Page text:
She ignored my sarcasm and decided that the garden was better suited for the side yard, about 100 yards southwest of the original construction site. She harnessed me up and I lifted the back of these monsters on a wheelbarrow for her, then lifted the front and carried them to the side yard. These were, what’s the word I’m looking for, oh yes, HEAVY. Such exertion can aggravate an affliction called sciatica, which feels like someone is poking your rear with a cattle prod, keeps you awake at night, and makes you whimper like a little girl. But, hey, we had fresh tomatoes.

And, just to show you that God has a sense of humor, a weekafter the raised beds were filled with dirt, vegetables planted, and a cute fence placed around the garden, a giant maple tree fell out of the woods and crushed the fence and the string beanarbor. I spent several more days cutting up the tree, repairing the fence, and . . . well, you know the drill.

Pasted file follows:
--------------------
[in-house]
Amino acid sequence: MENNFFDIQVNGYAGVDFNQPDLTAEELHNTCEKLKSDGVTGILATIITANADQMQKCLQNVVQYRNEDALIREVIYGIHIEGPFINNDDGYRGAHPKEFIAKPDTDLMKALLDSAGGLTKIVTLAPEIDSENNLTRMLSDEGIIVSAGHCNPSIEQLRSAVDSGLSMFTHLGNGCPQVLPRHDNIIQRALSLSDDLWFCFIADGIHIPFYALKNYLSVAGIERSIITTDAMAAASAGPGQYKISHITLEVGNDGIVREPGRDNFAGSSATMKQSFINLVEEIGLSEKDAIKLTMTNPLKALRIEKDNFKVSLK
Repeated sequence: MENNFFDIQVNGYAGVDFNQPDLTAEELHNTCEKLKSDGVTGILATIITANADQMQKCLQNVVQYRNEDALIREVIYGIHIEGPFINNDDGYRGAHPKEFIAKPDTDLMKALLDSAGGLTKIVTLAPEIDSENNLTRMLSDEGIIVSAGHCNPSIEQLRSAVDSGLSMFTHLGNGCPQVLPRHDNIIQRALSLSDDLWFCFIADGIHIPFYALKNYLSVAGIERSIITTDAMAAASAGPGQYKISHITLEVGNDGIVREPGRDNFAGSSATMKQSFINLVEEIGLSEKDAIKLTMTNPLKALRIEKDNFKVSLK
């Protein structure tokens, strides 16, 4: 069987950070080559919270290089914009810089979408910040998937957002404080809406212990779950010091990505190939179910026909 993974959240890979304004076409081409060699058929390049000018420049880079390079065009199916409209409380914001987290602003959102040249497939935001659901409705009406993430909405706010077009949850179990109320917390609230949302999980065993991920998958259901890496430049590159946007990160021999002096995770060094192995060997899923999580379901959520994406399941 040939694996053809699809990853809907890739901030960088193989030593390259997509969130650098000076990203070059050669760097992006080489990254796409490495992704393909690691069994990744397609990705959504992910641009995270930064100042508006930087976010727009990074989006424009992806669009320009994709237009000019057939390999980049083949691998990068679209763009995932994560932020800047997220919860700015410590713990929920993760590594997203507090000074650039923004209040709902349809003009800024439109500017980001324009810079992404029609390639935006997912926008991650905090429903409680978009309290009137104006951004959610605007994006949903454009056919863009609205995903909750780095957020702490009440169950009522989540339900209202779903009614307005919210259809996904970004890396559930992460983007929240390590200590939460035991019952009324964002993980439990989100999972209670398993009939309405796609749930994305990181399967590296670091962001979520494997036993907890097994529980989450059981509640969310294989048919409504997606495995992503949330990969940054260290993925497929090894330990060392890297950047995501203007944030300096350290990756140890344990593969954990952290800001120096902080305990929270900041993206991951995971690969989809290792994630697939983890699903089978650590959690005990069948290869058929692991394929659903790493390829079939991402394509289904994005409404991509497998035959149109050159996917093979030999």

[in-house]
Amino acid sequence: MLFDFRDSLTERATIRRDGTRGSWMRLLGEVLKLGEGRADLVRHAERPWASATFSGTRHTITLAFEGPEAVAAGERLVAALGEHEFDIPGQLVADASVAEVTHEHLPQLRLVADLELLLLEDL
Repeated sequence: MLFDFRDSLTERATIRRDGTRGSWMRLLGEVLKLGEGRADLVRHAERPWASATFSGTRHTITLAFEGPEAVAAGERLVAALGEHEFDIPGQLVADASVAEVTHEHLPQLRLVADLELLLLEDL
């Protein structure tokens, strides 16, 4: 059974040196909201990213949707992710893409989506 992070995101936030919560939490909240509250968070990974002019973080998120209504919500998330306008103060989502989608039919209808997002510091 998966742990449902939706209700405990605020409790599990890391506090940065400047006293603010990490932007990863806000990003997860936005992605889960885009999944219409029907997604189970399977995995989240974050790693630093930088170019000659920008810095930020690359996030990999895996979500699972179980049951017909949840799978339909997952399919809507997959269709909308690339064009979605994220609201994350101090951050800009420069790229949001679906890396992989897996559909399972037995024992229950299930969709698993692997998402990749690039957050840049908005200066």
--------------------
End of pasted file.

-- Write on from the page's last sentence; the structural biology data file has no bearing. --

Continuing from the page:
Speaking of falling trees, the nine-footer I put up in the living room fell over the first night it was up. It sounded like a giant redwood crashing through the house. It was fatal for several ornaments.

I’m wishing all my readers the best for the holidays and a happy, healthy and prosperous 2022.

Three-Year-Olds, Ring Pops and Diplomas

I was getting ready for work when the three-year-old granddaughter came into the room, held up a Ring Pop, and asked if I would open it for her. It was 7:30 a.m.

“Where did you get that?” I asked.

She pointed toward the kitchen, where the candy dish was apparently within reach of a two-foot, eleven-inch child.

“Did Mimi say you could have a sucker before breakfast?” I asked.

Of course, I already knew the answer to this. She was doing the end-around, testing to see if she could catch Pap in a moment of weakness and cause him to commit a major violation of house rules. Mimi – AKA, She Who Must Be Obeyed – is not giving candy to anyone before breakfast. A violation of this rule would not put the three-year-old in trouble, but I would be facing some serious scorn.